• Enos should be investigated. Couldn’t agree more. Enos became too used to being able to get away with witness tampering and every other dirty antic in the book in good ole boy Galveston County, where he was married to the judge sitting in the 212th Susan Criss. Enos has been protected for too long. It’s time to prosecute him Harris County. Enough with this witch hunt of Judge Pratt.

      • I couldn’t agree more, James. I think Enos needs to be brought in front of the Ethics Commission if nothing else….

  4. Absolutely Greg Enos should be investigated. Just look to his 11/12/12 issue of his self-published, self-serving newsletter, The Mongoose” where he makes the claim that he knows Dupuy has ordered sea snake venom from
    China and now his life is in danger. Are these the rambling a of a rational man? Judge Pratt has been gracious under fire and still works every day in her court to protect children – the real foundation if our future. She is careful about her orders and actually reads every one to make sure they are fair, protect the children involved, and are legally enforceable. She doesn’t rubber-stamp anything.

  5. Judge Pratt is a terrible judge. This has been voiced by every lawyer not on her appointment list-both Republicans and Democrats alike. The idea that Greg Enos is the problem is hilarious. If he is lying or making false claims, then anyone injured can file a slander or libel suit. Has Judge Pratt filed one against him? If Judge Pratt is the foundation of our future, then I need to move. She doesn’t rubber stamp anything, you are right–she backdates, changes and makes erroneous rulings time and time again. Even Gary Polland who has made quite a bit of money in her court, he has refused to endorse her again. Do you think Enos bought him off? Did Enos buy off Terry Lowry? Enos must be very powerful and influential in the Harris County Republican Party then.

    • Wake up everyone you sure your names not Greg enos? Some of the public is familiar with your style of creating one fictitious name after another to get your points across pretending to be ten different people.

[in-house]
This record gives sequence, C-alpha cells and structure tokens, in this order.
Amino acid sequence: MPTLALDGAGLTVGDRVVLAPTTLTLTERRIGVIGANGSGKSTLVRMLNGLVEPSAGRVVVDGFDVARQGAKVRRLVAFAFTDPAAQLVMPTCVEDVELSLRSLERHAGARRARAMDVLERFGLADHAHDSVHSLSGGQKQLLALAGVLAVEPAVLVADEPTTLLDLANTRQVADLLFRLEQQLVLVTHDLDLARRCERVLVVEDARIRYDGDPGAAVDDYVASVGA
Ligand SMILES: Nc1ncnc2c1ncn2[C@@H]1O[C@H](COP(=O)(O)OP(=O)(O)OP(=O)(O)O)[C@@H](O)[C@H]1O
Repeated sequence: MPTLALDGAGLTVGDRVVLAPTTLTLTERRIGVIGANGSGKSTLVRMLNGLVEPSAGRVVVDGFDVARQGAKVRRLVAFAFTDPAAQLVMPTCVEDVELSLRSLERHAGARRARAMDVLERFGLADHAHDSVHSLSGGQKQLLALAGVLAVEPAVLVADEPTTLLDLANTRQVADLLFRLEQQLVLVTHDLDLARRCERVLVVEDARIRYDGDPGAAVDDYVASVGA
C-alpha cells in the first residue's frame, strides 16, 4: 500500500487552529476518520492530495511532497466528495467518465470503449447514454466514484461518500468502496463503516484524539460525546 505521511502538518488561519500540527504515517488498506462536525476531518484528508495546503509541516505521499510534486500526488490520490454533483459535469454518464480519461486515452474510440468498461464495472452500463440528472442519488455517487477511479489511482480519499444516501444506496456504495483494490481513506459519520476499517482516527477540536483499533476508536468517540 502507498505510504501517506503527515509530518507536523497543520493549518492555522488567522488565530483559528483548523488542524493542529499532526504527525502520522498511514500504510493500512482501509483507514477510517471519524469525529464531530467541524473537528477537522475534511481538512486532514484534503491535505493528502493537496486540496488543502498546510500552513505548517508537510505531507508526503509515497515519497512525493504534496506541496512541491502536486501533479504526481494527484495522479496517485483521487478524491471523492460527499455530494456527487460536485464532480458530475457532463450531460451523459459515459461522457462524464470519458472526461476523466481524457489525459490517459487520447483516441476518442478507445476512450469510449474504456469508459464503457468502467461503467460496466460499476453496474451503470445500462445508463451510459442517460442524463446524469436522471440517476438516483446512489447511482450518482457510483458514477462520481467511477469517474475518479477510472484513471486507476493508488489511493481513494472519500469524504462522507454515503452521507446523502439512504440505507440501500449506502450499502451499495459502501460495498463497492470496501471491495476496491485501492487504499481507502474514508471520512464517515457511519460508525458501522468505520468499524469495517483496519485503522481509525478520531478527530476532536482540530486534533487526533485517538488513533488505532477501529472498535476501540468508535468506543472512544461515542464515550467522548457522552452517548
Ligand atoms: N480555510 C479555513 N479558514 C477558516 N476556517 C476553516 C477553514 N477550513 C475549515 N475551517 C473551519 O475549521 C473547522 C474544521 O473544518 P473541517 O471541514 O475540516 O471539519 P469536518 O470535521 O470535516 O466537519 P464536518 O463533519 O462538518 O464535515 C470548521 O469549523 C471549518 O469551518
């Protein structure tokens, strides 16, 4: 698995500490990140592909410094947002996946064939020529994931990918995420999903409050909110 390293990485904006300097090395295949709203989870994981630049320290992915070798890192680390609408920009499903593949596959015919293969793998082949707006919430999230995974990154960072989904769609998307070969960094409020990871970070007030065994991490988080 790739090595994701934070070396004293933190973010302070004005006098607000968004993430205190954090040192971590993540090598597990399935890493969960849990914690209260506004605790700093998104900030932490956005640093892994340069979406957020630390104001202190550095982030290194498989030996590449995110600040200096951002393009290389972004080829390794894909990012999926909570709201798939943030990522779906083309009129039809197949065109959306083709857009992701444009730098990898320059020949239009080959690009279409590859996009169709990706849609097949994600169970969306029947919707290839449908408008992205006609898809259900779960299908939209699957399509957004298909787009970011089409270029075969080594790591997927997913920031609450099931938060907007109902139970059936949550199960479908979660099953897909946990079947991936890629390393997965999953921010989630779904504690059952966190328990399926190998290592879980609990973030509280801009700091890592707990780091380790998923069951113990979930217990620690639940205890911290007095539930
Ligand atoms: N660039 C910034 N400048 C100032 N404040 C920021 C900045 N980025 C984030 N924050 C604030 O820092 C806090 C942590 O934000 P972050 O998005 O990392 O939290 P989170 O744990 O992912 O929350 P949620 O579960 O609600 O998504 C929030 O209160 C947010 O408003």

• Yes it has been nice for you, truther1, and FamilyLawAttorney99 to share your identities and support for Judge Pratt in an honest way too. I am not Greg Enos but I am his fan. Most lawyers do not have the guts to speak out against bad judges. So Robert Clark and Greg Enos are my heroes for being willing to bite the proverbial hand that feeds them for the right reasons. Judge Pratt is an awful judge and she does not deserve to stand by other good judges on the family law bench like Judge Farr and Judge Warne. So out of curiousity–which one of you are Burt Levine?

  6. “Yes it has been nice for you, truther1, and FamilyLawAttorney99 to share your identities and support for Judge Pratt in an honest way too. I am not Greg Enos but I am his fan.”

    1.) I don’t mix business and politics, so don’t expect my name. Many of us have to work together, so I’ve always advised the use of an anonymity for proper civil discourse. I’ve already stated this in other posts. I want you to be honest in your opinion. So far, I don’t feel that I’m getting anything other than “party arguments” instead.

    2.) I never questioned someone’s identity and certainly never made any speculation as to yours. I don’t play that game. It isn’t a name that’s important to me; it’s the substance of what one has to say that is.

    “So Robert Clark and Greg Enos are my heroes for being willing to bite the proverbial hand that feeds them for the right reasons.”

    The right reasons being… political? And how does this judge “feed them” exactly? Neither of them has ever received an appointment by Judge Pratt – you think that might be the problem? If Clark and Enos are your heroes, maybe you need new heroes. Neither has produced the evidence to support their claims. And if you’re going to associate yourself with them, you might want to check with some of their clients (as well as attorneys that have been on the other side of their lawsuit cases); their reputations are quite questionable among the people with whom they work.

    You’re guaranteed your opinion, but it is, after all, just an opinion.

  7. Pingback: Texpatriate | Judge Pratt resigns